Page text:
Easter Island’s End

The writer discloses the actions taken by the Easter Island people a couple of centuries ago. The details indicate destruction of forests, vegetation and animals through the chaotic and cannibalism behaviours.

According to Diamond (1995), the end of Easter Island is visible from the abandoned buildings and the mystery of isolation evident from the lack of vegetation and the gigantic stone statues and skyscrapers that seems to outgrow everything else such as the temples at Angkor. The writer indicates the story of Easter Island is not only a historical tale but also an imperative warning to current civilization.

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As indicated in the writing by Diamond (1995), the view of the Island is a land without habitual vegetation such as trees lacks animal life and particularly comprises of a low populace of approximately 2000 people. The stone structures that appears gigantic on stone platforms shows devastation from which the writer proposes an inhibition by Polynesians.

On the analysis of the natural resources, the writer shows the richness that existed before the reforestation stopped. Deforestation is the cause of death of animal life and the devastating effects eventually destroys the crops. The deforestation was as a result for the need to erect strong stone statues in competition over power among the local clans. The fight for power was probably one of the causes of the land’s demise.

The writer indicates and emphasizes on the aspect of brutal misuse/abuse of nature as the root cause of the destruction. The leaders or those who were in authority never had the will and ability to prevent the destruction. The final indication of the writer is that, the historical destruction of the Island is a prospect for the future of the whole world.

From a personal point of view, the author’s initial argument regarding destruction of nature that causes devastation is very logical and authentic. From the beginning, the writer tries to raise the subject relating to the importance of civilization. However, from a defensive point of view, some indications of the theory such as the approximation of the population and the prediction over probability to have enough basis resources seem hypothetical.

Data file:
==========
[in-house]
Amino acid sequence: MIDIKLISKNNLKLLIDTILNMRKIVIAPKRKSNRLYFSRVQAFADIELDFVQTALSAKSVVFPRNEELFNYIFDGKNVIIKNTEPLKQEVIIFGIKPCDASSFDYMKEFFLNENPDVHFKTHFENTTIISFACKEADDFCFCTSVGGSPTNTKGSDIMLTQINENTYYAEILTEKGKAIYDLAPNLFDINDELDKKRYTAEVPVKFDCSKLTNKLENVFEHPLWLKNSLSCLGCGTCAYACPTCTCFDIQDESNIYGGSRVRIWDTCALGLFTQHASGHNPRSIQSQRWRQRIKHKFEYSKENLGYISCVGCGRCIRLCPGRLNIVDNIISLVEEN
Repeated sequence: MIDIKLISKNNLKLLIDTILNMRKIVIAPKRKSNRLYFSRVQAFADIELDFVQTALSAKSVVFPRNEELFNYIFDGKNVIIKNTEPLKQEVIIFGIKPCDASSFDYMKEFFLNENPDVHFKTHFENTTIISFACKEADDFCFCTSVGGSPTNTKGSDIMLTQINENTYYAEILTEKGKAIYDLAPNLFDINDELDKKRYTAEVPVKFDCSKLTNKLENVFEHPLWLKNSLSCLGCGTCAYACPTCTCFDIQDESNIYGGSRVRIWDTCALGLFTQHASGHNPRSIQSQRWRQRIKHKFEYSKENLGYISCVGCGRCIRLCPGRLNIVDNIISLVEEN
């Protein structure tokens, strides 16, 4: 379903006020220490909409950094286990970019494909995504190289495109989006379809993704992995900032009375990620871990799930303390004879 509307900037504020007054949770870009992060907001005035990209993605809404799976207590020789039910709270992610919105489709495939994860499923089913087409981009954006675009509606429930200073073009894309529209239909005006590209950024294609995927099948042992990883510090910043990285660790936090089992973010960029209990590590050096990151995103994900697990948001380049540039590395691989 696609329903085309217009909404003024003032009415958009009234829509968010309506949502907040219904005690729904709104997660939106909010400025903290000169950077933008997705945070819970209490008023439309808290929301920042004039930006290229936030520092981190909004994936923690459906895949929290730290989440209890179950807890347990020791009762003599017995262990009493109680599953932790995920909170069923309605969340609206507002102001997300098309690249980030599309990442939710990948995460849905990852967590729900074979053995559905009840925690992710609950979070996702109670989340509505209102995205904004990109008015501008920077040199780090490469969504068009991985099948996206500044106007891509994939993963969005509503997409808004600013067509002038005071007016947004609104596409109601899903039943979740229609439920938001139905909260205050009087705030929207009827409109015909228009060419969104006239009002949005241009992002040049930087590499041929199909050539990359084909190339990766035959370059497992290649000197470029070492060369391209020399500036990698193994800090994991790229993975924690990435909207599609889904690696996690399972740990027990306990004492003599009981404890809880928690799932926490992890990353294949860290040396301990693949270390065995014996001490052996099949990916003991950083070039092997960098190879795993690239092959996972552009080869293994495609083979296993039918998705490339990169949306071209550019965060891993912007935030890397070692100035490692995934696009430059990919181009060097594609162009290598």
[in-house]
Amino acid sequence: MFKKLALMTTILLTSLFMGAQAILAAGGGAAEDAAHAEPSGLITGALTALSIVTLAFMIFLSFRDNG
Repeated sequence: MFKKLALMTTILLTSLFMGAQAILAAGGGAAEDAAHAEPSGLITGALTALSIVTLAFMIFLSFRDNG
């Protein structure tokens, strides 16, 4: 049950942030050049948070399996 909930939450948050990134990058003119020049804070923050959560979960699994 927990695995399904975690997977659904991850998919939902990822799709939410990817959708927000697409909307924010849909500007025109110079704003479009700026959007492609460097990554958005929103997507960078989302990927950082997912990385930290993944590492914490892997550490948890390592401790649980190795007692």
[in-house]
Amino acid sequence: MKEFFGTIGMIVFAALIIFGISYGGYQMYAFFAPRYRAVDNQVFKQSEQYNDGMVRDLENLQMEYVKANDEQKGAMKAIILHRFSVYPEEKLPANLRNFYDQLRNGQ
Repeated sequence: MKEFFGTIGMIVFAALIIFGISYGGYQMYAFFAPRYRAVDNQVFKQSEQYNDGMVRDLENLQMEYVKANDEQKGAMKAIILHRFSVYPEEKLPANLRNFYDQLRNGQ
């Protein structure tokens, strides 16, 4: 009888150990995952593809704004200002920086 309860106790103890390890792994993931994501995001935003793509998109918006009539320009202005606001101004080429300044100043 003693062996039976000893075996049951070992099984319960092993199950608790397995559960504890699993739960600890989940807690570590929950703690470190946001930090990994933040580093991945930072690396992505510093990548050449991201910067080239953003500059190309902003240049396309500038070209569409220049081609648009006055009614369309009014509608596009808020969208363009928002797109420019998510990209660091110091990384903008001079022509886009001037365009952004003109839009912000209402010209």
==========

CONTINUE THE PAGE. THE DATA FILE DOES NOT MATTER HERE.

It is not easy to judge the economical life of Easter Island population as well as the effects on the natural resources by considering a single aspect. The evidence may lack sufficient basis over the economical life. Economic status is the main influence over other human activities such as political eminences, people’s attitudes and social existence.

The damages on Easter Island were catastrophic but the writer only focuses on the human negative activities. Various factors would have catalyzed people to obliterate the forests or other ecologically related aspects to cause the destruction. Natural catastrophes can equally damage a country’s civilization.

Even if people destroyed the Island as the writer claims, there is a high probability that they never realized the consequences because their low level of development, considering the time possibly influenced the activities as opposed to their conscious mind.

The social-political or economical system in existence then is not accurate or definite; therefore, they might have reacted as part of nature. Does it mean that implications over existence of dry land or desert where it used to be a sea or a tropical forest always befall the people who live nearby? It is not possible to predict the future or analyze the past base on one important economical factor.

There is a wide difference in the level of development; therefore, the prediction of a similar future regarding the fall of civilization is not eminent or logical.

There is a close connection of countries today and thus the characteristic or growth of civilization. Advancement in technology can allow destruction of the world in a couple of days but civilization does not permit. People need to learn from the history of such civilization as the writer specifies but the probability of the fall is almost zero.


Diamond, J. (1995) Easter Island’s End. Discover Magazine. Retrieved March 22, 2010 from


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